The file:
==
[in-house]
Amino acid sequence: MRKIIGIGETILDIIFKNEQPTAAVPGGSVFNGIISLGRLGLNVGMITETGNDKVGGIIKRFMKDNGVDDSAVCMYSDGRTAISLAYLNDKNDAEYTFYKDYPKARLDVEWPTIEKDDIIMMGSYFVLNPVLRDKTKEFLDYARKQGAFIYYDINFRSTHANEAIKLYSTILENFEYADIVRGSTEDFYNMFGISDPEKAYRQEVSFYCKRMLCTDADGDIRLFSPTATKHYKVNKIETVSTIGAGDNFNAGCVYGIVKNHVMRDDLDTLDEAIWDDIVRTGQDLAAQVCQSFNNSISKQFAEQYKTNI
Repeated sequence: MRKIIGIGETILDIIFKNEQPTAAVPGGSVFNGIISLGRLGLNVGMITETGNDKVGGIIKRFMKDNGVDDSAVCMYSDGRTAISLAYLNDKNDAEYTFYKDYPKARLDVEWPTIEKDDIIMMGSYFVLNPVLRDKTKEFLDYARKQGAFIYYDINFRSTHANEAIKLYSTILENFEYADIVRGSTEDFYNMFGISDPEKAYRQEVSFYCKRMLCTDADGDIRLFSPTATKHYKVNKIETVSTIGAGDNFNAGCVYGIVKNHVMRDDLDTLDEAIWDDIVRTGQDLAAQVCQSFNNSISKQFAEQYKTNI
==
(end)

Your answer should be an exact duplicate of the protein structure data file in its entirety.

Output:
[in-house]
Amino acid sequence: MRKIIGIGETILDIIFKNEQPTAAVPGGSVFNGIISLGRLGLNVGMITETGNDKVGGIIKRFMKDNGVDDSAVCMYSDGRTAISLAYLNDKNDAEYTFYKDYPKARLDVEWPTIEKDDIIMMGSYFVLNPVLRDKTKEFLDYARKQGAFIYYDINFRSTHANEAIKLYSTILENFEYADIVRGSTEDFYNMFGISDPEKAYRQEVSFYCKRMLCTDADGDIRLFSPTATKHYKVNKIETVSTIGAGDNFNAGCVYGIVKNHVMRDDLDTLDEAIWDDIVRTGQDLAAQVCQSFNNSISKQFAEQYKTNI
Repeated sequence: MRKIIGIGETILDIIFKNEQPTAAVPGGSVFNGIISLGRLGLNVGMITETGNDKVGGIIKRFMKDNGVDDSAVCMYSDGRTAISLAYLNDKNDAEYTFYKDYPKARLDVEWPTIEKDDIIMMGSYFVLNPVLRDKTKEFLDYARKQGAFIYYDINFRSTHANEAIKLYSTILENFEYADIVRGSTEDFYNMFGISDPEKAYRQEVSFYCKRMLCTDADGDIRLFSPTATKHYKVNKIETVSTIGAGDNFNAGCVYGIVKNHVMRDDLDTLDEAIWDDIVRTGQDLAAQVCQSFNNSISKQFAEQYKTNI